The greatest trait in the black society that facilitated this movement was the oratory style, which was charismatic, energizing and bold reaching large multitudes of people and loud enough to attract the attention of more (Pace, 2015). The main message was to use the teachings of the Bible to prove that the African Americans were not different or lesser than their white counterparts were based solely on the color of their skin. The church events and movements were recognized as ‘The Holy Crusade’ and the missions were branded as both an initiative relying on religious and a mission seeking historical balance (Brown-Nagin, 2011). There are some instances that practical measures were taken in that tempt to make America more ‘democratic’ such as mobilizing people by the campaign in New York. Here, the trade unions that mainly dealt with construction were bombarded by many African Americans and Hispanics seeking employment as construction workers led by the notion that they were an important part of the moral and patriotic movement.
The achievements by the reverends were profound especially considering that they would incorporate crowds of up to 6000 people and preach with varying tempo and energies that sought emotional responses of the crowds. In most cases, the performances achieved their desired effects, and more people were recruited as reverends, ministry helpers and participants of demonstrations, boycotts and so on when need be (Brown-Nagin, 2011). The efforts in this movement spread awareness and confidence at a very fast rate, and the white media depicted the large sway of masses that was spreading across America and the world. With time, the leaders began to get an audience of the public through televisions, radios and other shows whether depicted negatively or positively by the media. In fact, these leaders won the affection of certain white leaders or average minded men making the struggle recognizable to many other races going through similar treatments.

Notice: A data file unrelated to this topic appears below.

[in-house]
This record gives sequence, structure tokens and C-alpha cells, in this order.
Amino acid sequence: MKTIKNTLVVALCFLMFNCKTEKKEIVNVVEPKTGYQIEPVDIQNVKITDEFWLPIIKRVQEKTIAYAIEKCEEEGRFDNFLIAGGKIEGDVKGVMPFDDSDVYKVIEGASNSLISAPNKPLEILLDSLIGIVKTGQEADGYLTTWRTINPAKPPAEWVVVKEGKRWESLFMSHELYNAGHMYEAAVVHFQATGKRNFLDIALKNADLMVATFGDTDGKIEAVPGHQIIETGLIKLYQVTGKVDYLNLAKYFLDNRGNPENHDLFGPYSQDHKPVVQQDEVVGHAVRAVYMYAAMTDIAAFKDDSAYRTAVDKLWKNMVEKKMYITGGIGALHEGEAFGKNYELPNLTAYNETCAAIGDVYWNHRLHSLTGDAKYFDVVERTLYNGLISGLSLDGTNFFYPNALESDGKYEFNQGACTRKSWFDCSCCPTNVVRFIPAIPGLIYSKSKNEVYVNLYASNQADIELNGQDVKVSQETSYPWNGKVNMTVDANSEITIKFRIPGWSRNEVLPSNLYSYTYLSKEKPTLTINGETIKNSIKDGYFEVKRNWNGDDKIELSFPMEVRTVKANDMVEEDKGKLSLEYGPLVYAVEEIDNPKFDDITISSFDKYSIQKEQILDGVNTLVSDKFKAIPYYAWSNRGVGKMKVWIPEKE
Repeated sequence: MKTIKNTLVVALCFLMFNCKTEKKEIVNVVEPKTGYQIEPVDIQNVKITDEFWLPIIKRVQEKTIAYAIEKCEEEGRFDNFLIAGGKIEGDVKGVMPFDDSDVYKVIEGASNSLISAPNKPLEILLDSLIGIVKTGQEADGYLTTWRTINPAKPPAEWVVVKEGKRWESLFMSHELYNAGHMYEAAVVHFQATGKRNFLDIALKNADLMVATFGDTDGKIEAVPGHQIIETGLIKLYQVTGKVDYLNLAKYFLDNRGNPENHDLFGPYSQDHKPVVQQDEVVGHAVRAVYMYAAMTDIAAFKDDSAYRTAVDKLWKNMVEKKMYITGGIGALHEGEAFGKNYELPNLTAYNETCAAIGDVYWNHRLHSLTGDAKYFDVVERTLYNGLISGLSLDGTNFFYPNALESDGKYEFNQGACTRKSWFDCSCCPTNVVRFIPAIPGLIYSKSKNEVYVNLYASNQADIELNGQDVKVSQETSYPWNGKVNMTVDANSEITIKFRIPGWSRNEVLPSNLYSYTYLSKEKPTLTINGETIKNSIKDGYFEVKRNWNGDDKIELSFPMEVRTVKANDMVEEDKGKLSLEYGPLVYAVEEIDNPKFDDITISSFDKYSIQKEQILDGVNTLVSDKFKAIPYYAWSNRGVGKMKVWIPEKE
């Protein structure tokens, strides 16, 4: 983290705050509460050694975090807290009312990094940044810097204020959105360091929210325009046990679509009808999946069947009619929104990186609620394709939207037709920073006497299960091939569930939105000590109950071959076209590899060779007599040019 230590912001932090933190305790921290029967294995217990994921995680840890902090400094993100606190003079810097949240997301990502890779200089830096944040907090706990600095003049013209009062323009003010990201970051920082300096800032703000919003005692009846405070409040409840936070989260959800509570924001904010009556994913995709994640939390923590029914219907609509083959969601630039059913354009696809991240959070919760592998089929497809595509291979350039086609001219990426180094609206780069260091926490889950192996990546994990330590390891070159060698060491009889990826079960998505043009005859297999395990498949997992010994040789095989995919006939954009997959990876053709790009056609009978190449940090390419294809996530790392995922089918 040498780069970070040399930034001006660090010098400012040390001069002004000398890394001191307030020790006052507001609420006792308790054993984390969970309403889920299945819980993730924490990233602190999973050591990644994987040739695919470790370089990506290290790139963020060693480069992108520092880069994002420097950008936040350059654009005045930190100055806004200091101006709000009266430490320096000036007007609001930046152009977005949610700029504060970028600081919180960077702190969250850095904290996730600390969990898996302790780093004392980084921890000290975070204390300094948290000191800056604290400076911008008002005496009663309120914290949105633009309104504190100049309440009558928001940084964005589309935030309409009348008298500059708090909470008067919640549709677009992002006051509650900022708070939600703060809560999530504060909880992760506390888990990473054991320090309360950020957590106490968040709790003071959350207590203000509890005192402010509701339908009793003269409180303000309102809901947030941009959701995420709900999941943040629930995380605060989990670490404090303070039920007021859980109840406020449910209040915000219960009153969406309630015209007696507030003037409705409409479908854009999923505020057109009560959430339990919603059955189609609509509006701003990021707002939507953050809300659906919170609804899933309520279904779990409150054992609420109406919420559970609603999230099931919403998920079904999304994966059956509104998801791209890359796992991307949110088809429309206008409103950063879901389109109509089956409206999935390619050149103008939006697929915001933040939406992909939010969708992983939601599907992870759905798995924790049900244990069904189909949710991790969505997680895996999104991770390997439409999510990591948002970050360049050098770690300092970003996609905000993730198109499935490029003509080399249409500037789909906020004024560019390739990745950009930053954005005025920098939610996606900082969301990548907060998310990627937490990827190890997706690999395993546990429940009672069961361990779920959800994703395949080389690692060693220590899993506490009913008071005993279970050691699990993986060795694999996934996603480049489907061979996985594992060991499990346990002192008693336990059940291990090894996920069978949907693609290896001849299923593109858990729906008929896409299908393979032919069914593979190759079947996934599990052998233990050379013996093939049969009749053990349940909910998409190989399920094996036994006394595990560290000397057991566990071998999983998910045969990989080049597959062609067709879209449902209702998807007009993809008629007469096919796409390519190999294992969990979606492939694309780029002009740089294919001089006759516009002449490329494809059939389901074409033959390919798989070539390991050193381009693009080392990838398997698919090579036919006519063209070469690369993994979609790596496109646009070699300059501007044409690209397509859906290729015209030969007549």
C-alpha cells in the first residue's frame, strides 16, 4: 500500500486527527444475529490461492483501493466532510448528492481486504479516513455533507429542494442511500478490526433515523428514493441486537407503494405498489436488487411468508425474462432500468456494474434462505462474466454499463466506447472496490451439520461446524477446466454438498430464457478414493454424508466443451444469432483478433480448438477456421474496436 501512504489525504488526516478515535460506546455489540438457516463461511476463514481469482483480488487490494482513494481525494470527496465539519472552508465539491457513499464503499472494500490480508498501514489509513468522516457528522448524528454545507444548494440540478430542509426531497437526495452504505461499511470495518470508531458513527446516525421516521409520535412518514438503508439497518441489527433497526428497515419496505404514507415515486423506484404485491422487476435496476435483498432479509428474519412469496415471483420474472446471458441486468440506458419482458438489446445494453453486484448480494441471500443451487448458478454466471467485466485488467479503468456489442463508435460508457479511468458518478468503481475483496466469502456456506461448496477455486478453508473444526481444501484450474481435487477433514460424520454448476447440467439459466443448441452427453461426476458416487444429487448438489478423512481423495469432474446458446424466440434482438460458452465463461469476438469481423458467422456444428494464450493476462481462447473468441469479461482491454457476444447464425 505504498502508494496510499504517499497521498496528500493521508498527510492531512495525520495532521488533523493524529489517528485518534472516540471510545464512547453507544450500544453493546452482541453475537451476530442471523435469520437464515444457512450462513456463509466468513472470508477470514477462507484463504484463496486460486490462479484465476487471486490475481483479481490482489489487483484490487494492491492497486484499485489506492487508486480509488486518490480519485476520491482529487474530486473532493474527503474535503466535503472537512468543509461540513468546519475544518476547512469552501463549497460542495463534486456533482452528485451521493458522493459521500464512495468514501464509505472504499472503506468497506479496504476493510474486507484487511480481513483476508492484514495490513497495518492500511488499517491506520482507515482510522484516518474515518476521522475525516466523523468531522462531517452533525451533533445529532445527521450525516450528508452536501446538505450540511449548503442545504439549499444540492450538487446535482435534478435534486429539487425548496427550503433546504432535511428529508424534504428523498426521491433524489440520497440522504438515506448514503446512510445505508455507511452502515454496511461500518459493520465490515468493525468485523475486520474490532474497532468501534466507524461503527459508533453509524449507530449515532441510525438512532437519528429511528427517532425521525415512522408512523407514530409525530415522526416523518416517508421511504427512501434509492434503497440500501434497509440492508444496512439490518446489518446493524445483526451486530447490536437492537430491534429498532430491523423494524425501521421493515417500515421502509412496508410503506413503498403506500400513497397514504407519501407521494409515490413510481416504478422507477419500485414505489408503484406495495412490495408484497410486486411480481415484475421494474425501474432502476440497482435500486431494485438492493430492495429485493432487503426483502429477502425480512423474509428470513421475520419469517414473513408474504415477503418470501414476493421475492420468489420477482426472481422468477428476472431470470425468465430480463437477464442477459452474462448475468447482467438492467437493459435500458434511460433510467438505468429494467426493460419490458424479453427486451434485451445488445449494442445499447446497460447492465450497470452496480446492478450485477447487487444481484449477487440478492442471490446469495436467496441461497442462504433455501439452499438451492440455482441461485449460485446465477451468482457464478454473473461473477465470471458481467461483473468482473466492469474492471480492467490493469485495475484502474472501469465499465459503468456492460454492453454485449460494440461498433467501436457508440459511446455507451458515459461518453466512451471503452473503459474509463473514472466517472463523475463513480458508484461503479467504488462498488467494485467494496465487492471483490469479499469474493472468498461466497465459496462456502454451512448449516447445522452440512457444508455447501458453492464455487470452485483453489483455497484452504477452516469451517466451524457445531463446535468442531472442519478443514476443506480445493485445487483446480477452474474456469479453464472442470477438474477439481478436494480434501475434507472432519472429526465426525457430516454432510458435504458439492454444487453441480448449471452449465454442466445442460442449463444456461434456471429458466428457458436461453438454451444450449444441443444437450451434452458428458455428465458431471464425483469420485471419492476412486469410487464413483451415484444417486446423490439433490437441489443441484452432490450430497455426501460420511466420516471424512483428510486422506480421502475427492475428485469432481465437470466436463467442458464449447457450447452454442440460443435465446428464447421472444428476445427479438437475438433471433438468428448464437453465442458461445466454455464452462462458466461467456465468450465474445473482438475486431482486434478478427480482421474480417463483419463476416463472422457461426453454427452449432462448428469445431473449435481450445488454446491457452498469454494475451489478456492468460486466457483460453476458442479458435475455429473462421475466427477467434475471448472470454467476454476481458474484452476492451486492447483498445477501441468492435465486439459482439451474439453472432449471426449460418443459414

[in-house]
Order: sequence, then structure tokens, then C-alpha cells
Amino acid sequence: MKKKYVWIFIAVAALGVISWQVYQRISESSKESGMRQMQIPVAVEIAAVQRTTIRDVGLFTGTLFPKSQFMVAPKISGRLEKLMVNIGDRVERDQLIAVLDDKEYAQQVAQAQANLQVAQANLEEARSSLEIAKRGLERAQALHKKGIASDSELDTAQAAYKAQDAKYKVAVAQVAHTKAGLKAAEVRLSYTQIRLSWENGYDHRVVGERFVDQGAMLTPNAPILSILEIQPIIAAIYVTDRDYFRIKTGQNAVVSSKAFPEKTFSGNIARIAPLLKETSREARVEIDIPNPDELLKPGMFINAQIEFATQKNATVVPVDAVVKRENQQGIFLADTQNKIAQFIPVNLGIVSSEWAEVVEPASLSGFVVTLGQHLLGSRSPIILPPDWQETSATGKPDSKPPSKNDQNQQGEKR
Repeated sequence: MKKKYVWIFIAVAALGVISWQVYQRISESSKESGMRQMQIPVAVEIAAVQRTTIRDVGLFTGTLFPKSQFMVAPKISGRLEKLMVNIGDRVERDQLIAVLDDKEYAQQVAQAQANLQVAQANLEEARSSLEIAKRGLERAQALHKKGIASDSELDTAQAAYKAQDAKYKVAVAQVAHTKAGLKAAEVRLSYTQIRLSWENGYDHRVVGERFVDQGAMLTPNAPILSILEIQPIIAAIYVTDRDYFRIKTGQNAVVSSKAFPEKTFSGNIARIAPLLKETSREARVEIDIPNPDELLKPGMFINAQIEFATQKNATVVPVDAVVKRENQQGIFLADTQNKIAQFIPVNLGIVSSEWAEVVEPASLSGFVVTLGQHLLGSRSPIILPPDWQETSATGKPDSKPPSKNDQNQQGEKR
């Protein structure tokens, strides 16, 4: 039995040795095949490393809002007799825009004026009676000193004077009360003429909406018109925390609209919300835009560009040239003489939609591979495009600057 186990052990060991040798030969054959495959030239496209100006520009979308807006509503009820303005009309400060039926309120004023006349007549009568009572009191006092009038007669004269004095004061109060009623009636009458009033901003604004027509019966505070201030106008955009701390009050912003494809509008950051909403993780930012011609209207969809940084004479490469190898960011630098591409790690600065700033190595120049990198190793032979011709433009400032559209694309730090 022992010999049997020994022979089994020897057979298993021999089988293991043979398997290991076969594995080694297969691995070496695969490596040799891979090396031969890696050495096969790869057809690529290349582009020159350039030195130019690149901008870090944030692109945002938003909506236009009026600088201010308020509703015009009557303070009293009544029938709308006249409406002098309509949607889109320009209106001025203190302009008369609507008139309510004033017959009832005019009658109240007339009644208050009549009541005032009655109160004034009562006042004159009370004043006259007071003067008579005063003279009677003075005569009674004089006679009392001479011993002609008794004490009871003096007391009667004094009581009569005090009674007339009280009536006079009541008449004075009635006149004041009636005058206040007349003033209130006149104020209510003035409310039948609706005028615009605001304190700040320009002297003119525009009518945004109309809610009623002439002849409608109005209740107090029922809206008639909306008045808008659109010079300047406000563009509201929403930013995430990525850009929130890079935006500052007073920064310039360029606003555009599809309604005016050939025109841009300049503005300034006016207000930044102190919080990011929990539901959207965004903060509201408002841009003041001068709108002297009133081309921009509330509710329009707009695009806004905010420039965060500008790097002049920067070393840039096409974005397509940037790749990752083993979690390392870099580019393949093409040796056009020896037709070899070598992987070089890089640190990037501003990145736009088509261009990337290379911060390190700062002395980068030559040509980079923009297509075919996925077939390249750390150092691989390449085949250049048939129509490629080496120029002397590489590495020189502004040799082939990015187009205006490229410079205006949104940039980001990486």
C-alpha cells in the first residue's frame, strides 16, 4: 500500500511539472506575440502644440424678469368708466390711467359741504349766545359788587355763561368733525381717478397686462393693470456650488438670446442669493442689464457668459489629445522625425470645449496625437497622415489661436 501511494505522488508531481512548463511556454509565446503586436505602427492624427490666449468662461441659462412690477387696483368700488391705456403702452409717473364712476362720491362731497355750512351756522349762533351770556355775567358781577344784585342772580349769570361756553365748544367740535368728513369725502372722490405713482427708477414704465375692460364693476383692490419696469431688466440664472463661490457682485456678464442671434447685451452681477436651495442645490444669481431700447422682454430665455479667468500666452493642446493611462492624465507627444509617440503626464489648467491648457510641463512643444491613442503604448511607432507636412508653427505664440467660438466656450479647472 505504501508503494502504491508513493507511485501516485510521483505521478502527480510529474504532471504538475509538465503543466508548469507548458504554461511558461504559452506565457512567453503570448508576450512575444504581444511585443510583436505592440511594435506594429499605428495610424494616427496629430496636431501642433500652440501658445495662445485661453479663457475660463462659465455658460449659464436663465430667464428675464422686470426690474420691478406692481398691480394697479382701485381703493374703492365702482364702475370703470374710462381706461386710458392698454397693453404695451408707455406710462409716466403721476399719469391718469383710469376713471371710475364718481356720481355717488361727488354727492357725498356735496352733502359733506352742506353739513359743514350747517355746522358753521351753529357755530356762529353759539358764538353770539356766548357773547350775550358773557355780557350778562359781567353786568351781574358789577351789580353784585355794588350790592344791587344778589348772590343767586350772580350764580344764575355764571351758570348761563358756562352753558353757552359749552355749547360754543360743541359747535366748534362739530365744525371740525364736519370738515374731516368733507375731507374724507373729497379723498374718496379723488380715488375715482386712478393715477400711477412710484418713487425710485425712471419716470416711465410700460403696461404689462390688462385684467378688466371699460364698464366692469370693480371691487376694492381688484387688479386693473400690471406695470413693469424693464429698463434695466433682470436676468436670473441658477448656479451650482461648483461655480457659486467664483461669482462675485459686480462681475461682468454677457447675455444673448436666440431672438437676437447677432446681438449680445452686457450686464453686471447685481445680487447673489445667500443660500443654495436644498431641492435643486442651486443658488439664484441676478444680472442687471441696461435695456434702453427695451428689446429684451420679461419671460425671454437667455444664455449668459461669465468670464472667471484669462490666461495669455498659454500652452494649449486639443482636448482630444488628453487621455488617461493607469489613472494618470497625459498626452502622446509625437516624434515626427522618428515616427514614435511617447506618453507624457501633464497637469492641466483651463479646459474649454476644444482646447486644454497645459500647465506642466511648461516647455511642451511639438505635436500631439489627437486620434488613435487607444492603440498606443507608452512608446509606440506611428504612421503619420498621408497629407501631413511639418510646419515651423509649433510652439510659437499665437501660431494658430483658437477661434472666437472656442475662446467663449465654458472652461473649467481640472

Beyond Ministerial Leadership
The efforts of the clergymen were indeed historical and successful beyond expectations. However, being the main spear headers of the movement did not limit the participation of other non-clergy members. This is because the black community was vast and some of them failed to share in the Christianity believes due to the continuation of their cultures and traditions. This is where the non-believers, therefore, sought information and to be enlightened. Black churches at a point in their determination realized that they needed to endorse more than just black preachers and reverends in this case (Pace, 2015). This is because there was a need for representation at the social leadership forefront among other areas. The church, therefore, nurtured more individuals emphasizing on the need to cultivate drive and cooperate avenues that offered training seminars, alliances, conventions, and missionary societies to reach wider areas.